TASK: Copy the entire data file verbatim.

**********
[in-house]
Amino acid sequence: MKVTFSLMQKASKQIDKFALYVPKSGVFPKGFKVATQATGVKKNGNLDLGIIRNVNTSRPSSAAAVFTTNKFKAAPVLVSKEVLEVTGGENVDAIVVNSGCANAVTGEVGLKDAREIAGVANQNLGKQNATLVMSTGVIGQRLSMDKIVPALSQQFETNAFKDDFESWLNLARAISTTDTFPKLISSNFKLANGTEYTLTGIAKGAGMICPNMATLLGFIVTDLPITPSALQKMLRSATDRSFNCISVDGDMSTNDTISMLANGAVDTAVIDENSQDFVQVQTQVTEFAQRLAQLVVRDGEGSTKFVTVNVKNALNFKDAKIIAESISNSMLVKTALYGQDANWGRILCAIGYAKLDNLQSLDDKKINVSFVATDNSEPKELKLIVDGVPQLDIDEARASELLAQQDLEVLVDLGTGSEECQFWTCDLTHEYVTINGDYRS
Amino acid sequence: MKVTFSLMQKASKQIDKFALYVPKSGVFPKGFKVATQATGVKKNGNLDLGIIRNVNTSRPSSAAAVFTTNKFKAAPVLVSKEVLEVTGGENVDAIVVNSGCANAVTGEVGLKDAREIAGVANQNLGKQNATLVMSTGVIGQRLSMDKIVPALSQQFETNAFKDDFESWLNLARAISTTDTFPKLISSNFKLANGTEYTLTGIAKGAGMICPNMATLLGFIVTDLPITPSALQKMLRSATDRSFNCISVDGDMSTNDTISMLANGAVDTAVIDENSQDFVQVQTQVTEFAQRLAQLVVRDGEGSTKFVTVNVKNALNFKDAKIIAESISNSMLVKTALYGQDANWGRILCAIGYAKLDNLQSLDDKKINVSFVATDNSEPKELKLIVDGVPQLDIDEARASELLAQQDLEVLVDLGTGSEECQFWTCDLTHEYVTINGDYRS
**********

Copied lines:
[in-house]
Amino acid sequence: MKVTFSLMQKASKQIDKFALYVPKSGVFPKGFKVATQATGVKKNGNLDLGIIRNVNTSRPSSAAAVFTTNKFKAAPVLVSKEVLEVTGGENVDAIVVNSGCANAVTGEVGLKDAREIAGVANQNLGKQNATLVMSTGVIGQRLSMDKIVPALSQQFETNAFKDDFESWLNLARAISTTDTFPKLISSNFKLANGTEYTLTGIAKGAGMICPNMATLLGFIVTDLPITPSALQKMLRSATDRSFNCISVDGDMSTNDTISMLANGAVDTAVIDENSQDFVQVQTQVTEFAQRLAQLVVRDGEGSTKFVTVNVKNALNFKDAKIIAESISNSMLVKTALYGQDANWGRILCAIGYAKLDNLQSLDDKKINVSFVATDNSEPKELKLIVDGVPQLDIDEARASELLAQQDLEVLVDLGTGSEECQFWTCDLTHEYVTINGDYRS
Amino acid sequence: MKVTFSLMQKASKQIDKFALYVPKSGVFPKGFKVATQATGVKKNGNLDLGIIRNVNTSRPSSAAAVFTTNKFKAAPVLVSKEVLEVTGGENVDAIVVNSGCANAVTGEVGLKDAREIAGVANQNLGKQNATLVMSTGVIGQRLSMDKIVPALSQQFETNAFKDDFESWLNLARAISTTDTFPKLISSNFKLANGTEYTLTGIAKGAGMICPNMATLLGFIVTDLPITPSALQKMLRSATDRSFNCISVDGDMSTNDTISMLANGAVDTAVIDENSQDFVQVQTQVTEFAQRLAQLVVRDGEGSTKFVTVNVKNALNFKDAKIIAESISNSMLVKTALYGQDANWGRILCAIGYAKLDNLQSLDDKKINVSFVATDNSEPKELKLIVDGVPQLDIDEARASELLAQQDLEVLVDLGTGSEECQFWTCDLTHEYVTINGDYRS